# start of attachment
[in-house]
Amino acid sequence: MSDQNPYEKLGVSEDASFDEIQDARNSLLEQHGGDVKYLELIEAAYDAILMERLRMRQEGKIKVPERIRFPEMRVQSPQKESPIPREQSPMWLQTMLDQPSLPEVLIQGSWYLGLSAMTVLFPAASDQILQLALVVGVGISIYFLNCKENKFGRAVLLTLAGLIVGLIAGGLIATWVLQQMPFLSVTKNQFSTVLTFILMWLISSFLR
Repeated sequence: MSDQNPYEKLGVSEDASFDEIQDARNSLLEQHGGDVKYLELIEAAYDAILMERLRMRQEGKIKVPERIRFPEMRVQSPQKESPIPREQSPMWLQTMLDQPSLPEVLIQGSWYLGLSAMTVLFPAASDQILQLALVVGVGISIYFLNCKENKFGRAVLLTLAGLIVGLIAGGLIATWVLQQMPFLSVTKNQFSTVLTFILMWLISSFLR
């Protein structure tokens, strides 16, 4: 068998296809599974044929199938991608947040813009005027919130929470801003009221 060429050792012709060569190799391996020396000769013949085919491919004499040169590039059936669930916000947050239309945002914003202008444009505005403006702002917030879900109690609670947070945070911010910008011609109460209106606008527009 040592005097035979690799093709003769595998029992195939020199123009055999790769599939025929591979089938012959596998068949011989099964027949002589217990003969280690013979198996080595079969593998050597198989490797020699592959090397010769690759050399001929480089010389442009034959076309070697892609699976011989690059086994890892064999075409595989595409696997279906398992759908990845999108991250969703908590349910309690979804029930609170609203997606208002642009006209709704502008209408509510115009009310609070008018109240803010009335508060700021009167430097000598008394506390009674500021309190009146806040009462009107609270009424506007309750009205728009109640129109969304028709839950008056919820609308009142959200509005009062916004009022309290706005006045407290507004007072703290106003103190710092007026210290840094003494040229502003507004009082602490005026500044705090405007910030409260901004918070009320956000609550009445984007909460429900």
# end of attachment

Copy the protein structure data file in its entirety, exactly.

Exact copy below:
[in-house]
Amino acid sequence: MSDQNPYEKLGVSEDASFDEIQDARNSLLEQHGGDVKYLELIEAAYDAILMERLRMRQEGKIKVPERIRFPEMRVQSPQKESPIPREQSPMWLQTMLDQPSLPEVLIQGSWYLGLSAMTVLFPAASDQILQLALVVGVGISIYFLNCKENKFGRAVLLTLAGLIVGLIAGGLIATWVLQQMPFLSVTKNQFSTVLTFILMWLISSFLR
Repeated sequence: MSDQNPYEKLGVSEDASFDEIQDARNSLLEQHGGDVKYLELIEAAYDAILMERLRMRQEGKIKVPERIRFPEMRVQSPQKESPIPREQSPMWLQTMLDQPSLPEVLIQGSWYLGLSAMTVLFPAASDQILQLALVVGVGISIYFLNCKENKFGRAVLLTLAGLIVGLIAGGLIATWVLQQMPFLSVTKNQFSTVLTFILMWLISSFLR
């Protein structure tokens, strides 16, 4: 068998296809599974044929199938991608947040813009005027919130929470801003009221 060429050792012709060569190799391996020396000769013949085919491919004499040169590039059936669930916000947050239309945002914003202008444009505005403006702002917030879900109690609670947070945070911010910008011609109460209106606008527009 040592005097035979690799093709003769595998029992195939020199123009055999790769599939025929591979089938012959596998068949011989099964027949002589217990003969280690013979198996080595079969593998050597198989490797020699592959090397010769690759050399001929480089010389442009034959076309070697892609699976011989690059086994890892064999075409595989595409696997279906398992759908990845999108991250969703908590349910309690979804029930609170609203997606208002642009006209709704502008209408509510115009009310609070008018109240803010009335508060700021009167430097000598008394506390009674500021309190009146806040009462009107609270009424506007309750009205728009109640129109969304028709839950008056919820609308009142959200509005009062916004009022309290706005006045407290507004007072703290106003103190710092007026210290840094003494040229502003507004009082602490005026500044705090405007910030409260901004918070009320956000609550009445984007909460429900």